What do you have available to cover these expenses? I find a lot of my clients expect to cover it with the equity in their house, or a large pool of funds they have built specifically for this need. If you’re planning to use equity from your house, make sure it is readily accessible for you or your loved ones. That will make it less stressful to family when the time comes to make the decision. Still others will transfer the risk to an insurance company through an insurance policy such as Long Term Care[i]. If you plan on self-insuring, make sure you have at least $250,000 in order to get you through approximately three to four years in a long term care facility. At $7,000/month[ii], it adds up quickly. If you are going to self insure, it is also important that the money earmarked for these expenses is not sitting idly, but growing at a steady pace to combat the rising cost of inflation associated with long term care.
Feeling overwhelmed? This task is not easy, but it’s vital to get right. Finding a person who can create a custom plan for you and your needs will play a key role in your retirement success.
Allocate sufficient time and resources into this step. It is extremely important to understand what your cash flow will be in retirement, and develop a plan that will build your assets to the point you need them to be in order to retire comfortably. A plan needs to makes sense for your current income, projected inflation, accidents and health decline.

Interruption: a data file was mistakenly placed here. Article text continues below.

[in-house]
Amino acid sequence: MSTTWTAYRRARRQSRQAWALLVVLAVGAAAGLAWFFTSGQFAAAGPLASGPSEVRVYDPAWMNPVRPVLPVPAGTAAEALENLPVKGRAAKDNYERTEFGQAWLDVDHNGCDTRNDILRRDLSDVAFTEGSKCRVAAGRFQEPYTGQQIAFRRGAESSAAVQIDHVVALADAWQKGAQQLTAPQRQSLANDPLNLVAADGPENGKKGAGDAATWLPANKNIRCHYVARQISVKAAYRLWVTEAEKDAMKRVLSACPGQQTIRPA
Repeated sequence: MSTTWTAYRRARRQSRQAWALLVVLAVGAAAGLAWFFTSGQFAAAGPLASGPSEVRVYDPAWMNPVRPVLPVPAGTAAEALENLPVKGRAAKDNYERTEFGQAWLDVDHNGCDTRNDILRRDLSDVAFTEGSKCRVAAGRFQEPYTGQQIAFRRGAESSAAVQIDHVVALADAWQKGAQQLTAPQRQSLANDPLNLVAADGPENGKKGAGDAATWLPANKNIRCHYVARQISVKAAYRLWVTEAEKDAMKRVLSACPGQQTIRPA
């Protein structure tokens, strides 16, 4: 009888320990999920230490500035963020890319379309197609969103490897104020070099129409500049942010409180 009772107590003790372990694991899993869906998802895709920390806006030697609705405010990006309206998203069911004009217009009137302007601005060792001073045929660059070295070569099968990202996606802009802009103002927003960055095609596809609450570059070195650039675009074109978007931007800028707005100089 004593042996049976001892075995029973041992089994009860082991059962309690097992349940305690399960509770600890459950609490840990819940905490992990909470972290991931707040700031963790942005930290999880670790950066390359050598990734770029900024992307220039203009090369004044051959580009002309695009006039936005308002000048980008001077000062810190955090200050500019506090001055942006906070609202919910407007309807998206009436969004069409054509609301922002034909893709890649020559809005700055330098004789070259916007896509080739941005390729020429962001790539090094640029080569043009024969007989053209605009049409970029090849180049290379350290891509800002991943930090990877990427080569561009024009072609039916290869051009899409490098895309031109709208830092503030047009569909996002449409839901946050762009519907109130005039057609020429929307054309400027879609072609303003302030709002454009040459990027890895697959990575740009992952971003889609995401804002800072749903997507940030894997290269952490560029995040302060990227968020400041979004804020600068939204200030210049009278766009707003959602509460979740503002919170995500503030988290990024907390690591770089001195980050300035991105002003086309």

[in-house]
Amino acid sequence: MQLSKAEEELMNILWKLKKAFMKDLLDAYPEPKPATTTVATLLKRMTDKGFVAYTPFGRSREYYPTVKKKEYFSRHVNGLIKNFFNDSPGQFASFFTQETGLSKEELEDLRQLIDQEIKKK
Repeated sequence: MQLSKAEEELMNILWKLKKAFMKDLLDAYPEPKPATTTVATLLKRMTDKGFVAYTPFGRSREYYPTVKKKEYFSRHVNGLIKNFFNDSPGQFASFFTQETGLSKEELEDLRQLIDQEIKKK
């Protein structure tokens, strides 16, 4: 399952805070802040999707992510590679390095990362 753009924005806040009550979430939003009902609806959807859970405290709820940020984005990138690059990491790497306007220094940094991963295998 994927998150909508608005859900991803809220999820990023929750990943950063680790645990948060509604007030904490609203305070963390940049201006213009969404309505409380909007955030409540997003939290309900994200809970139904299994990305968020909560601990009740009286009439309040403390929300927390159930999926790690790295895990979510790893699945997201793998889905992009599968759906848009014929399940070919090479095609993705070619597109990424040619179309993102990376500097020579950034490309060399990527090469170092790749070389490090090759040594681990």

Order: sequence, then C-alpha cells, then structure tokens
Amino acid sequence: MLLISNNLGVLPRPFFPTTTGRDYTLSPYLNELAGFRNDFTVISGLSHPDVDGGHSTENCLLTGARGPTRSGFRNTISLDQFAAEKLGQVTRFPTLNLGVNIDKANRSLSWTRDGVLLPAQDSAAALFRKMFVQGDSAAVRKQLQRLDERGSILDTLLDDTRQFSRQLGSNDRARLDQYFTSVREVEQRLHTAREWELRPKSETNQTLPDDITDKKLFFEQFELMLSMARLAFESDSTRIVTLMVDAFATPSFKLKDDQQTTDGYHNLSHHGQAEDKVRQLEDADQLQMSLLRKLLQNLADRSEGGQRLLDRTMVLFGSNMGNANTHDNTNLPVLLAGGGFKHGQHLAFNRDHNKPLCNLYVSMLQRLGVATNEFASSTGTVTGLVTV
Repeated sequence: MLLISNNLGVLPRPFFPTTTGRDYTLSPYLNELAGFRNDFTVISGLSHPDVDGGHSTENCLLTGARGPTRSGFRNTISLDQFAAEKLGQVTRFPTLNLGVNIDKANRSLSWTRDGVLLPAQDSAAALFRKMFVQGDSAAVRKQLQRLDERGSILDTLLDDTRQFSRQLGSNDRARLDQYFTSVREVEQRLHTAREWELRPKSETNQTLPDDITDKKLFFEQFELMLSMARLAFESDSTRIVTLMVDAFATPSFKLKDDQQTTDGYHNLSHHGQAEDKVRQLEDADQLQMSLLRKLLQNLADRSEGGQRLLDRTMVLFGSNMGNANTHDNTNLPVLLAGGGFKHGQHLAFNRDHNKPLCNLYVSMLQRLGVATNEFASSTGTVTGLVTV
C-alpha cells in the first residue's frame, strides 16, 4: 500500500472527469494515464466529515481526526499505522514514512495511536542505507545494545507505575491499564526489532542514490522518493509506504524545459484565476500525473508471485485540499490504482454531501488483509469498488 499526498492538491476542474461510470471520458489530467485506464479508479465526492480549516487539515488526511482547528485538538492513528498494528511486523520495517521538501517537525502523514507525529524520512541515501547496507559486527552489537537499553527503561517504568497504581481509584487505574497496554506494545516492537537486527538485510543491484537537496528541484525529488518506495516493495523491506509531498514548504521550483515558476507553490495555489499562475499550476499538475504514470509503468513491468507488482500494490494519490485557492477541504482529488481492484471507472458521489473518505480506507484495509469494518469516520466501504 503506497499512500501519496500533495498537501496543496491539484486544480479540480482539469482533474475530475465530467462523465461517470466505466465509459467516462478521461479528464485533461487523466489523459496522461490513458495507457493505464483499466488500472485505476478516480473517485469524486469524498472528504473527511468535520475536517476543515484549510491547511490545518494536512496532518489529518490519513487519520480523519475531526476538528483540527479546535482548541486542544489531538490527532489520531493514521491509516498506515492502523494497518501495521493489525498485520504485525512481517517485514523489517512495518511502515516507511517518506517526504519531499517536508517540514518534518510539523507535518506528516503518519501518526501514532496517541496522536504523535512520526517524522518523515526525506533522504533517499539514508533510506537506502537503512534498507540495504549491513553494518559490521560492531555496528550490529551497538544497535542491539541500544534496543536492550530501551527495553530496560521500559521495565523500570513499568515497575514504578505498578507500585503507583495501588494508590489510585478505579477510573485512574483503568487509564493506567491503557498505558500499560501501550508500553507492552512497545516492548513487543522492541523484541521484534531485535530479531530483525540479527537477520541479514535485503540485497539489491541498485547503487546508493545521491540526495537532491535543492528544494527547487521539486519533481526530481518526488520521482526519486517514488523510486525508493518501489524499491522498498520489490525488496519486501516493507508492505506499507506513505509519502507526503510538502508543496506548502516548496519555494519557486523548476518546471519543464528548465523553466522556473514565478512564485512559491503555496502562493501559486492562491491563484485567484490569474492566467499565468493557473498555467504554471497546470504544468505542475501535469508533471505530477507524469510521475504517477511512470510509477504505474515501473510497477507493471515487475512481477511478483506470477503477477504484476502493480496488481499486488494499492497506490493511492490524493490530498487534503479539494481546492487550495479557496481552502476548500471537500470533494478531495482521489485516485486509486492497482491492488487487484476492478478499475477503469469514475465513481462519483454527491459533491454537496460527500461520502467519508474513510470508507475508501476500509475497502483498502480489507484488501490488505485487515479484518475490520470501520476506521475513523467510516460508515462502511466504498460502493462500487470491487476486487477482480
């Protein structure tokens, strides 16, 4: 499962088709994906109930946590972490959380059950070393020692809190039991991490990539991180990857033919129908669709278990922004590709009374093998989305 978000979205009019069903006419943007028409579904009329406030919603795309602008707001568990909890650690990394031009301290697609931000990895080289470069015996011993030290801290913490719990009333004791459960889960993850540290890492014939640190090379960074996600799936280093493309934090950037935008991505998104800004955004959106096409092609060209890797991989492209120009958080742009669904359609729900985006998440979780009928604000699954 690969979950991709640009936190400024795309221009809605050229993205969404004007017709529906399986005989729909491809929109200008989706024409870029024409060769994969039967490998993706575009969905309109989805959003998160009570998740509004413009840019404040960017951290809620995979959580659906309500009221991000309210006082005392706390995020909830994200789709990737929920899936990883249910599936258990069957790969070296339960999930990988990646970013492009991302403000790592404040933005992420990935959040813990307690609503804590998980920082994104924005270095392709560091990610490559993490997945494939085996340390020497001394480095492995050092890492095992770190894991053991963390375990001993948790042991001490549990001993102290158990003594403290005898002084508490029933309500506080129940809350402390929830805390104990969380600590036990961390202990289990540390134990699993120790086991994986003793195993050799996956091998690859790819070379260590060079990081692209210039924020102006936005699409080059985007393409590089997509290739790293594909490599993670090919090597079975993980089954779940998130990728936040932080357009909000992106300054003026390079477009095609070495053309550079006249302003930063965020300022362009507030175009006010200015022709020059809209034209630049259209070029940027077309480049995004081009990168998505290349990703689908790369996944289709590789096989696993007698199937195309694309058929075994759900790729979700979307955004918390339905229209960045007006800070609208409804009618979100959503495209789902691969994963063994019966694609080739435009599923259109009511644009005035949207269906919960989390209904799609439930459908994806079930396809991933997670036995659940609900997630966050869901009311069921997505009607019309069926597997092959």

Professional financial planners can help to take the stress out of this tedious task — let them help you!
TechGirl Financial Tip.
In case you missed it, this is crucial — I cannot stress it enough! Do the hard work now and look at your budget, plan for medical expenses and long term care scenarios — you know what they say about data: garbage in, garbage out! Inaccurate figures may produce insufficient funds in your future. Why risk it?
[i] This is not an offer to solicit long term care insurance. Consult with an insurance agent for more facts and information.
[ii] This is a national average. In your location this number may be higher or lower, be sure to research this and account for inflation.
Registered representative, securities offered through Cambridge Investment Research, Inc., broker-dealer, member FINRA/SIPC. Investment advisor representative, Cambridge Investment Research Advisors, Inc., a registered investment advisor. Cambridge and TechGirl Financial are not affiliated.